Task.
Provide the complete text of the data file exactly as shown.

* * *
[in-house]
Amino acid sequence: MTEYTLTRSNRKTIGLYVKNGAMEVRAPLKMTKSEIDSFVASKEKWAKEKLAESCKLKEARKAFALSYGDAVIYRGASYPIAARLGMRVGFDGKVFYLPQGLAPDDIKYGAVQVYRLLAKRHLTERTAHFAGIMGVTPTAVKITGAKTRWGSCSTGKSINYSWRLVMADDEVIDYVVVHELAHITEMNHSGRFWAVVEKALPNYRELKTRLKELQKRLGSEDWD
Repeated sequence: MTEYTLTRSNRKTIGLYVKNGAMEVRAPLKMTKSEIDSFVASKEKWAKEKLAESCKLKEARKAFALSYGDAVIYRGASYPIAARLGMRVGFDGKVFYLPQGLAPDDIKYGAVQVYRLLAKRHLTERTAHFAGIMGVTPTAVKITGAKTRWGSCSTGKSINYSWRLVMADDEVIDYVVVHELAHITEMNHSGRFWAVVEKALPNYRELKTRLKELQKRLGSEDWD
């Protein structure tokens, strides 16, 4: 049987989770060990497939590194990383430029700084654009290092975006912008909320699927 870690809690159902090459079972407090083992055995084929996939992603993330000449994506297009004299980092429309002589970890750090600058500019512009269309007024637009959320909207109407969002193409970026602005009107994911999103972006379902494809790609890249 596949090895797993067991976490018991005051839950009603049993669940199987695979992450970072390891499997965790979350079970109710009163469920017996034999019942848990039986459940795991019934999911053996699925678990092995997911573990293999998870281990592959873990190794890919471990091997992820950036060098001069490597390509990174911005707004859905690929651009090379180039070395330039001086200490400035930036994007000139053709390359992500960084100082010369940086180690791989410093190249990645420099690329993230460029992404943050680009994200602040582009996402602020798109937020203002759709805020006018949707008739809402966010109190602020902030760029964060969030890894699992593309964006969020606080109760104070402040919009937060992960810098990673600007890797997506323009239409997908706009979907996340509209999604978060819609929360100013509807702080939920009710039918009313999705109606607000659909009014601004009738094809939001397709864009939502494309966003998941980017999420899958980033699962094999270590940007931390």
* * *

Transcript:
[in-house]
Amino acid sequence: MTEYTLTRSNRKTIGLYVKNGAMEVRAPLKMTKSEIDSFVASKEKWAKEKLAESCKLKEARKAFALSYGDAVIYRGASYPIAARLGMRVGFDGKVFYLPQGLAPDDIKYGAVQVYRLLAKRHLTERTAHFAGIMGVTPTAVKITGAKTRWGSCSTGKSINYSWRLVMADDEVIDYVVVHELAHITEMNHSGRFWAVVEKALPNYRELKTRLKELQKRLGSEDWD
Repeated sequence: MTEYTLTRSNRKTIGLYVKNGAMEVRAPLKMTKSEIDSFVASKEKWAKEKLAESCKLKEARKAFALSYGDAVIYRGASYPIAARLGMRVGFDGKVFYLPQGLAPDDIKYGAVQVYRLLAKRHLTERTAHFAGIMGVTPTAVKITGAKTRWGSCSTGKSINYSWRLVMADDEVIDYVVVHELAHITEMNHSGRFWAVVEKALPNYRELKTRLKELQKRLGSEDWD
């Protein structure tokens, strides 16, 4: 049987989770060990497939590194990383430029700084654009290092975006912008909320699927 870690809690159902090459079972407090083992055995084929996939992603993330000449994506297009004299980092429309002589970890750090600058500019512009269309007024637009959320909207109407969002193409970026602005009107994911999103972006379902494809790609890249 596949090895797993067991976490018991005051839950009603049993669940199987695979992450970072390891499997965790979350079970109710009163469920017996034999019942848990039986459940795991019934999911053996699925678990092995997911573990293999998870281990592959873990190794890919471990091997992820950036060098001069490597390509990174911005707004859905690929651009090379180039070395330039001086200490400035930036994007000139053709390359992500960084100082010369940086180690791989410093190249990645420099690329993230460029992404943050680009994200602040582009996402602020798109937020203002759709805020006018949707008739809402966010109190602020902030760029964060969030890894699992593309964006969020606080109760104070402040919009937060992960810098990673600007890797997506323009239409997908706009979907996340509209999604978060819609929360100013509807702080939920009710039918009313999705109606607000659909009014601004009738094809939001397709864009939502494309966003998941980017999420899958980033699962094999270590940007931390």